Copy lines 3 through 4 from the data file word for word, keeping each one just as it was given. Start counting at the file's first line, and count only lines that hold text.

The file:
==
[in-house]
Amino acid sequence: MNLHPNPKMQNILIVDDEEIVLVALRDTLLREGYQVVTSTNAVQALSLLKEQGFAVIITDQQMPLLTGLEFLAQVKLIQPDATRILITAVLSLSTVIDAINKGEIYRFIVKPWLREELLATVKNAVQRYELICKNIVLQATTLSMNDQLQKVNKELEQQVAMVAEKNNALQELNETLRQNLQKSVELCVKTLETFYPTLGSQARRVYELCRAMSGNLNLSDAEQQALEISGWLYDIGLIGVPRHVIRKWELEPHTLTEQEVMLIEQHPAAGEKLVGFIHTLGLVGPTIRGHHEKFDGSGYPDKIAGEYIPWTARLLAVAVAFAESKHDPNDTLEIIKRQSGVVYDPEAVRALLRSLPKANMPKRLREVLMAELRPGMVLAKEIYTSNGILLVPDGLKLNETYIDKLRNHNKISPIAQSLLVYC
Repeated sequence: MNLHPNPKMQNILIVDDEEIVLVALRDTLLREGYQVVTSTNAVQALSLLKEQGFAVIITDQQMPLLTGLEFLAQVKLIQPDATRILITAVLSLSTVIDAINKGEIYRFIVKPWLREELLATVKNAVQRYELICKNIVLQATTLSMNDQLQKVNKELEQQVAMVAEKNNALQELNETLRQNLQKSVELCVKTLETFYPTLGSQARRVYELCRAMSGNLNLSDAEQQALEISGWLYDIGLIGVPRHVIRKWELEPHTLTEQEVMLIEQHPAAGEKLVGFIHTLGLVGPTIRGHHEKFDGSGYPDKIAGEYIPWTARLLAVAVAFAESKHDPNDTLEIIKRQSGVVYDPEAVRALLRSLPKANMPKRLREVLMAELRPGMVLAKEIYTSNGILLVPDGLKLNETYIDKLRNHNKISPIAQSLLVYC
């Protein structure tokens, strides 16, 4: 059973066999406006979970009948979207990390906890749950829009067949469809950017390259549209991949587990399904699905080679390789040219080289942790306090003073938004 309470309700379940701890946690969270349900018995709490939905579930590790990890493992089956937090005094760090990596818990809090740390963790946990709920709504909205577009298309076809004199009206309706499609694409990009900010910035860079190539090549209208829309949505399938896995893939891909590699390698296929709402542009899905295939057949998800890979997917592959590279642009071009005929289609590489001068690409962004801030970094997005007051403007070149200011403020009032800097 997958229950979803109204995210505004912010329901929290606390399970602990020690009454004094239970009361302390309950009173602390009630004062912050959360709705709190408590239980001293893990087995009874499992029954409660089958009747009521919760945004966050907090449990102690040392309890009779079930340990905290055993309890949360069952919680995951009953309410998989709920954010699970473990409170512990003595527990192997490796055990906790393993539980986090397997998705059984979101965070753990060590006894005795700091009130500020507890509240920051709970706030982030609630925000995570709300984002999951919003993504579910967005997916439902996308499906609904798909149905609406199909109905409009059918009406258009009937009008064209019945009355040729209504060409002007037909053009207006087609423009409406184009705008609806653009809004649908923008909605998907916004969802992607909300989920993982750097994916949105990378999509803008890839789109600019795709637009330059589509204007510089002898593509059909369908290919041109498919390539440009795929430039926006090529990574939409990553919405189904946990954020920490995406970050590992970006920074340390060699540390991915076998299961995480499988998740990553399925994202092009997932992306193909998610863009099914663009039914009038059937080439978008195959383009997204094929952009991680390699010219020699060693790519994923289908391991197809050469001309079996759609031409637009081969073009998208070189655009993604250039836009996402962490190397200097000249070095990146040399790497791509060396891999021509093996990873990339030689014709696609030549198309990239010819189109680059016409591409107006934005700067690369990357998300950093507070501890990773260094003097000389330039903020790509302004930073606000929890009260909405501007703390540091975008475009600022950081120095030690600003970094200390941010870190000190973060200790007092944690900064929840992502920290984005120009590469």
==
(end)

Repeated sequence: MNLHPNPKMQNILIVDDEEIVLVALRDTLLREGYQVVTSTNAVQALSLLKEQGFAVIITDQQMPLLTGLEFLAQVKLIQPDATRILITAVLSLSTVIDAINKGEIYRFIVKPWLREELLATVKNAVQRYELICKNIVLQATTLSMNDQLQKVNKELEQQVAMVAEKNNALQELNETLRQNLQKSVELCVKTLETFYPTLGSQARRVYELCRAMSGNLNLSDAEQQALEISGWLYDIGLIGVPRHVIRKWELEPHTLTEQEVMLIEQHPAAGEKLVGFIHTLGLVGPTIRGHHEKFDGSGYPDKIAGEYIPWTARLLAVAVAFAESKHDPNDTLEIIKRQSGVVYDPEAVRALLRSLPKANMPKRLREVLMAELRPGMVLAKEIYTSNGILLVPDGLKLNETYIDKLRNHNKISPIAQSLLVYC
């Protein structure tokens, strides 16, 4: 059973066999406006979970009948979207990390906890749950829009067949469809950017390259549209991949587990399904699905080679390789040219080289942790306090003073938004 309470309700379940701890946690969270349900018995709490939905579930590790990890493992089956937090005094760090990596818990809090740390963790946990709920709504909205577009298309076809004199009206309706499609694409990009900010910035860079190539090549209208829309949505399938896995893939891909590699390698296929709402542009899905295939057949998800890979997917592959590279642009071009005929289609590489001068690409962004801030970094997005007051403007070149200011403020009032800097 997958229950979803109204995210505004912010329901929290606390399970602990020690009454004094239970009361302390309950009173602390009630004062912050959360709705709190408590239980001293893990087995009874499992029954409660089958009747009521919760945004966050907090449990102690040392309890009779079930340990905290055993309890949360069952919680995951009953309410998989709920954010699970473990409170512990003595527990192997490796055990906790393993539980986090397997998705059984979101965070753990060590006894005795700091009130500020507890509240920051709970706030982030609630925000995570709300984002999951919003993504579910967005997916439902996308499906609904798909149905609406199909109905409009059918009406258009009937009008064209019945009355040729209504060409002007037909053009207006087609423009409406184009705008609806653009809004649908923008909605998907916004969802992607909300989920993982750097994916949105990378999509803008890839789109600019795709637009330059589509204007510089002898593509059909369908290919041109498919390539440009795929430039926006090529990574939409990553919405189904946990954020920490995406970050590992970006920074340390060699540390991915076998299961995480499988998740990553399925994202092009997932992306193909998610863009099914663009039914009038059937080439978008195959383009997204094929952009991680390699010219020699060693790519994923289908391991197809050469001309079996759609031409637009081969073009998208070189655009993604250039836009996402962490190397200097000249070095990146040399790497791509060396891999021509093996990873990339030689014709696609030549198309990239010819189109680059016409591409107006934005700067690369990357998300950093507070501890990773260094003097000389330039903020790509302004930073606000929890009260909405501007703390540091975008475009600022950081120095030690600003970094200390941010870190000190973060200790007092944690900064929840992502920290984005120009590469």